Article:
Chalet chic

Nes­tled in the Rocky Moun­tains, this spec­tac­u­lar re­treat has brought a mod­ern yet time­less grace to a tra­di­tional ranch set­ting

Homes & Gardens - - NEWS INSPIRING SPACES - Words Juliet Ben­ning Pho­to­graphs Wil­liam Waldron/otto

Named after its end­less vis­tas and wide blue yon­der, Big Sky in Mon­tana is a heav­enly des­ti­na­tion, ideal for na­ture lovers and of­fer­ing all man­ner of ad­ven­ture. And it is where, not far from Yel­low­stone Na­tional

Park, one fam­ily re­alised their dream hol­i­day home. The aes­thetic of this ranch-style ski lodge was prompted by its sur­round­ings. Its use of lo­cal re­claimed wood and stone, along with the over­hang­ing eaves and low, lin­ear pro­file, an­chors it firmly in the ar­chi­tec­tural tra­di­tion of the re­gion. Charged with de­sign­ing the in­te­rior, Vic­to­ria Ha­gan cre­ated a scheme that brings a mod­ern and so­phis­ti­cated twist to tra­di­tional ranch liv­ing. We spoke to Vic­to­ria about her cre­ative jour­ney.

How did you ar­rive at the project? I’d worked with this young and ad­ven­tur­ous fam­ily on their pri­mary homes on both the east and west coasts, so we started with a strong foun­da­tion. We all de­cided to do some­thing to­tally dif­fer­ent, which gave the project an aura of free­dom and a sense of fun from the very be­gin­ning. I have a clear sense of how the fam­ily live and func­tion, which has con­tin­u­ally en­abled us all to stay on the same page.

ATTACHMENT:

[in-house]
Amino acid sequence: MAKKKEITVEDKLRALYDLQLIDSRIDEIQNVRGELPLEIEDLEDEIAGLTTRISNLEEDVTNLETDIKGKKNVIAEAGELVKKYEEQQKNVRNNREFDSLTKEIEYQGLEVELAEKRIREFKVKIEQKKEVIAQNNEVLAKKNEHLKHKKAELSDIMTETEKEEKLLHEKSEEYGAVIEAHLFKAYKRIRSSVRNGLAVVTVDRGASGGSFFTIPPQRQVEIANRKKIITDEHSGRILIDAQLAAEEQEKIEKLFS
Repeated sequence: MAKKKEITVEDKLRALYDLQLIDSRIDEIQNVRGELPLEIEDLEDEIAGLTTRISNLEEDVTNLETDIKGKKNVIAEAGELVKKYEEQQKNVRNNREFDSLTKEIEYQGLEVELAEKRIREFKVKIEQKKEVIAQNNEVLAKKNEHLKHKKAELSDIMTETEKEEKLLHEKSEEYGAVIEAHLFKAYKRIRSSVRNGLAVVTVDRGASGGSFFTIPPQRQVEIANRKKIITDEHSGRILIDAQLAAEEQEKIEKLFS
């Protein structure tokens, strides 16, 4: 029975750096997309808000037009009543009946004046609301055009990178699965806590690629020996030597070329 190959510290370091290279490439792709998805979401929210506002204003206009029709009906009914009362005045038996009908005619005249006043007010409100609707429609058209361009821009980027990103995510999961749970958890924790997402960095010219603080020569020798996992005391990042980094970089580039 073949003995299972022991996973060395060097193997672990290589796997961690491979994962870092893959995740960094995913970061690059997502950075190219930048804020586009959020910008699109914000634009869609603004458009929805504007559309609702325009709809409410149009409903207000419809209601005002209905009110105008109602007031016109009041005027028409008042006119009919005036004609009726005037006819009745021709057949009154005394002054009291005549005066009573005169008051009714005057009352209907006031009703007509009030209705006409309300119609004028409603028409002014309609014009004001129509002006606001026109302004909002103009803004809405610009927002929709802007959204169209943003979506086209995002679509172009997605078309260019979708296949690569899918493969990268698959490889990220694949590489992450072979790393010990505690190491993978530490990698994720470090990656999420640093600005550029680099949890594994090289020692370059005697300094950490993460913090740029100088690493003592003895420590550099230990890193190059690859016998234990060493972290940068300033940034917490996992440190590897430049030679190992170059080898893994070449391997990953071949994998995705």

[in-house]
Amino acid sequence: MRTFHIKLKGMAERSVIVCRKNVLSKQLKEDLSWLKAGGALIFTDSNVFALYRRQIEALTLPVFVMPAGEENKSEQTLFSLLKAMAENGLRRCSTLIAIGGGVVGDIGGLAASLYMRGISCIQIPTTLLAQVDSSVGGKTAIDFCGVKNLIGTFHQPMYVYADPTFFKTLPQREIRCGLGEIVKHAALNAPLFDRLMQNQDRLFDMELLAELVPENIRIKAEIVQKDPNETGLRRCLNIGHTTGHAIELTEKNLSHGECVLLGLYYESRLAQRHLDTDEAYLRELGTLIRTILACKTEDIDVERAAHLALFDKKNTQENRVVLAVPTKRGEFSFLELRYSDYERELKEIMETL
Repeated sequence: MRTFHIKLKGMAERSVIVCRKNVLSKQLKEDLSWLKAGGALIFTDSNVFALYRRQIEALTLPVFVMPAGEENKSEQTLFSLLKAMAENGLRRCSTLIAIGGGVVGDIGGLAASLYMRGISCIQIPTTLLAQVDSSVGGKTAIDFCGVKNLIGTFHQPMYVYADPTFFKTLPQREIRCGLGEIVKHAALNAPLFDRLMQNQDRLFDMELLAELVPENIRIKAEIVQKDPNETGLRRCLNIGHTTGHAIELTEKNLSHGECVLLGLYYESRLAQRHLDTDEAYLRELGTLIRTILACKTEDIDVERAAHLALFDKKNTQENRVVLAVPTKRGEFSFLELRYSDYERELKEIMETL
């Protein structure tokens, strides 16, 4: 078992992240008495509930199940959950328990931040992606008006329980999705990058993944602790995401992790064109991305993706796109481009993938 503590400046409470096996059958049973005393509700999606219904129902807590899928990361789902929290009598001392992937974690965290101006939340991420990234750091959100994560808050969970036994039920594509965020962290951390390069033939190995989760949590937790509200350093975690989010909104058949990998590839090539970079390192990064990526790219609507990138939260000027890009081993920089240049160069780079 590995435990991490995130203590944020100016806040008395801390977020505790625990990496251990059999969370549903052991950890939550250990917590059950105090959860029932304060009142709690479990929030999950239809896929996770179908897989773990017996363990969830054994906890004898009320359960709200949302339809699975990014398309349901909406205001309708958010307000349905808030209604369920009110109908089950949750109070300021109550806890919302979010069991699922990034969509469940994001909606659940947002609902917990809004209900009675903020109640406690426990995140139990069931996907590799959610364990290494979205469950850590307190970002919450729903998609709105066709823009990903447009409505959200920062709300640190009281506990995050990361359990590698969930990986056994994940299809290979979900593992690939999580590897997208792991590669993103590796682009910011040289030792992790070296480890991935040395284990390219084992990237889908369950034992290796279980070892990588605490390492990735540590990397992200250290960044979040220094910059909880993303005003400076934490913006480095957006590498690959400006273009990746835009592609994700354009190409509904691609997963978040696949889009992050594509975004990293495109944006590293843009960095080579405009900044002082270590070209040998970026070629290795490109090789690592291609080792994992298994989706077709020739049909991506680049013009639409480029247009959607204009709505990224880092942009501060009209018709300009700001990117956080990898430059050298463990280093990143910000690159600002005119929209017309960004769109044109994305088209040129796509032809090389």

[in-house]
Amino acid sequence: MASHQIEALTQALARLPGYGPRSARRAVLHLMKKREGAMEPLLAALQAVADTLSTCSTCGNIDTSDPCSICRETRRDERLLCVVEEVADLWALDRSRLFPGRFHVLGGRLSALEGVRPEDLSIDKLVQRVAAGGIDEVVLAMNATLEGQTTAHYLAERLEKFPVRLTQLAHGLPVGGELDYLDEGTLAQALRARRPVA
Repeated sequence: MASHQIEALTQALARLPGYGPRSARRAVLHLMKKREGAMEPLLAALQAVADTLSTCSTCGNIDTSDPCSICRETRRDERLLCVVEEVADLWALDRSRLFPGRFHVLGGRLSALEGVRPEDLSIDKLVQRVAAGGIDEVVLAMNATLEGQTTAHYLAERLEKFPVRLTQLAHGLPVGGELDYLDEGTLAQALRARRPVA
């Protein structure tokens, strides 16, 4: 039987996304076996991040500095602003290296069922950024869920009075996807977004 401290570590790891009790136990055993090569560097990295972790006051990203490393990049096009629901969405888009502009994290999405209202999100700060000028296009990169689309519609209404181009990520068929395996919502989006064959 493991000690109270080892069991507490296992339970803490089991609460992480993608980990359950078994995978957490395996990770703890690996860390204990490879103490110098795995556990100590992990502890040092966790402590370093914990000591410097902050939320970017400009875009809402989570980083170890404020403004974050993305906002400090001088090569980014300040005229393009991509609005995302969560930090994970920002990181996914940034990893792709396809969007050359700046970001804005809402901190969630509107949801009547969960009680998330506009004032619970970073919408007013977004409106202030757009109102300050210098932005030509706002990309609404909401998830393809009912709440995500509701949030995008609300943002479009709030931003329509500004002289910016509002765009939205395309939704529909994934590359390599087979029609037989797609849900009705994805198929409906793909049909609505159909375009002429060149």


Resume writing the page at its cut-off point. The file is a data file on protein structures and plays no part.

What was your brief? These clients are all about fam­ily and friends. They wanted the house to be wel­com­ing and warm as it is used as a va­ca­tion re­treat in both win­ter and sum­mer. It’s an in­cred­i­bly spe­cial spot and needed to re­flect its en­vi­ron­ment. While the house it­self is won­der­ful, the life­style pri­mar­ily re­volves around the out­doors. Over­all, the project took a few years from con­cep­tion to in­stal­la­tion and I was in­te­grally in­volved from the be­gin­ning.

How did you con­sider the house’s func­tion­al­ity and

set­ting? There is a ten­dency to treat a ski house as a bit of a cliché, which I was keen to avoid. Con­structed of lo­cal re­claimed wood, it has strong bones and a bold sense of style. We jux­ta­posed un­ex­pected ma­te­ri­als and fur­ni­ture from dif­fer­ent pe­ri­ods to make it unique – a so­phis­ti­cated adap­ta­tion of a tra­di­tional ski home for vi­brant, mod­ern liv­ing. We found an­tique pieces to fit into the Western theme in a sub­tle, low-key way. I love a scheme that isn’t too lit­eral, sug­gest­ing a his­tory but leav­ing room for in­ter­pre­ta­tion. Many of the ma­te­ri­als used – wood, stone and old tim­bers – were sourced lo­cally to re­late to the to­pog­ra­phy and in­cor­po­rate a lo­cal de­sign ver­nac­u­lar.

How did you bring your de­sign aes­thetic to the

project? There are de­sign prin­ci­ples that I feel are as im­por­tant in a Rocky Moun­tains home as in any other in­te­rior: gen­er­ous and strong pro­por­tions; a re­laxed, easy flow from space to space; dream­ily com­fort­able fur­ni­ture; and a spare, graphic look that helps the whole house come to­gether. Each room ba­si­cally had the same pro­gramme: it needed to be a mix of ca­sual, com­fort­able and so­phis­ti­cated, just like the own­ers them­selves.

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